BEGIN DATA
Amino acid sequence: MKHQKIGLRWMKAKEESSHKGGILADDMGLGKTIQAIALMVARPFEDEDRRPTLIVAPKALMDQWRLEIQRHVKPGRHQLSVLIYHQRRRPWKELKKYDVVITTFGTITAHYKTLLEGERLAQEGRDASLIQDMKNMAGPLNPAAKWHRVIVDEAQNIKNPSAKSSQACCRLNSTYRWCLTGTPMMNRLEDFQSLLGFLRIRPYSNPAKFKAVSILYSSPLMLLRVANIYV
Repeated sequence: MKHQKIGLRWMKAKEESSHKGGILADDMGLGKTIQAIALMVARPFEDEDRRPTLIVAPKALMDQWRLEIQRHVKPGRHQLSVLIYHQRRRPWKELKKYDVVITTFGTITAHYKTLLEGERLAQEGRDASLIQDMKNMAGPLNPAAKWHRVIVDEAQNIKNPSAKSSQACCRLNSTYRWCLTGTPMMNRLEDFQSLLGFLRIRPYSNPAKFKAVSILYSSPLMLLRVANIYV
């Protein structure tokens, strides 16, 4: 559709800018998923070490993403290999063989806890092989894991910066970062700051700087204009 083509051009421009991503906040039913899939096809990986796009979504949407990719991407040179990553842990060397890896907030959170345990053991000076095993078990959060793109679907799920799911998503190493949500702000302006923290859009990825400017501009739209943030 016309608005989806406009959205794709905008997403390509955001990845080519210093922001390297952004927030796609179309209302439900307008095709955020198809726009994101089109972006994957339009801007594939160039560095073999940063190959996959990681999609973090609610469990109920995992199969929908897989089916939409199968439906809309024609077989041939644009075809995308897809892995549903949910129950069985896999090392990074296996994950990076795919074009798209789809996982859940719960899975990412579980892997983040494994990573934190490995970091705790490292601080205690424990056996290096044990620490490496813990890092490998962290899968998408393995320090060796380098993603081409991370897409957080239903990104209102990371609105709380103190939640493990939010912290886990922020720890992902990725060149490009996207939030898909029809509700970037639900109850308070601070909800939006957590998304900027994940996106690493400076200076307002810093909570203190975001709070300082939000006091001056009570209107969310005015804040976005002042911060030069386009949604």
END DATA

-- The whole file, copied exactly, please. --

Amino acid sequence: MKHQKIGLRWMKAKEESSHKGGILADDMGLGKTIQAIALMVARPFEDEDRRPTLIVAPKALMDQWRLEIQRHVKPGRHQLSVLIYHQRRRPWKELKKYDVVITTFGTITAHYKTLLEGERLAQEGRDASLIQDMKNMAGPLNPAAKWHRVIVDEAQNIKNPSAKSSQACCRLNSTYRWCLTGTPMMNRLEDFQSLLGFLRIRPYSNPAKFKAVSILYSSPLMLLRVANIYV
Repeated sequence: MKHQKIGLRWMKAKEESSHKGGILADDMGLGKTIQAIALMVARPFEDEDRRPTLIVAPKALMDQWRLEIQRHVKPGRHQLSVLIYHQRRRPWKELKKYDVVITTFGTITAHYKTLLEGERLAQEGRDASLIQDMKNMAGPLNPAAKWHRVIVDEAQNIKNPSAKSSQACCRLNSTYRWCLTGTPMMNRLEDFQSLLGFLRIRPYSNPAKFKAVSILYSSPLMLLRVANIYV
């Protein structure tokens, strides 16, 4: 559709800018998923070490993403290999063989806890092989894991910066970062700051700087204009 083509051009421009991503906040039913899939096809990986796009979504949407990719991407040179990553842990060397890896907030959170345990053991000076095993078990959060793109679907799920799911998503190493949500702000302006923290859009990825400017501009739209943030 016309608005989806406009959205794709905008997403390509955001990845080519210093922001390297952004927030796609179309209302439900307008095709955020198809726009994101089109972006994957339009801007594939160039560095073999940063190959996959990681999609973090609610469990109920995992199969929908897989089916939409199968439906809309024609077989041939644009075809995308897809892995549903949910129950069985896999090392990074296996994950990076795919074009798209789809996982859940719960899975990412579980892997983040494994990573934190490995970091705790490292601080205690424990056996290096044990620490490496813990890092490998962290899968998408393995320090060796380098993603081409991370897409957080239903990104209102990371609105709380103190939640493990939010912290886990922020720890992902990725060149490009996207939030898909029809509700970037639900109850308070601070909800939006957590998304900027994940996106690493400076200076307002810093909570203190975001709070300082939000006091001056009570209107969310005015804040976005002042911060030069386009949604």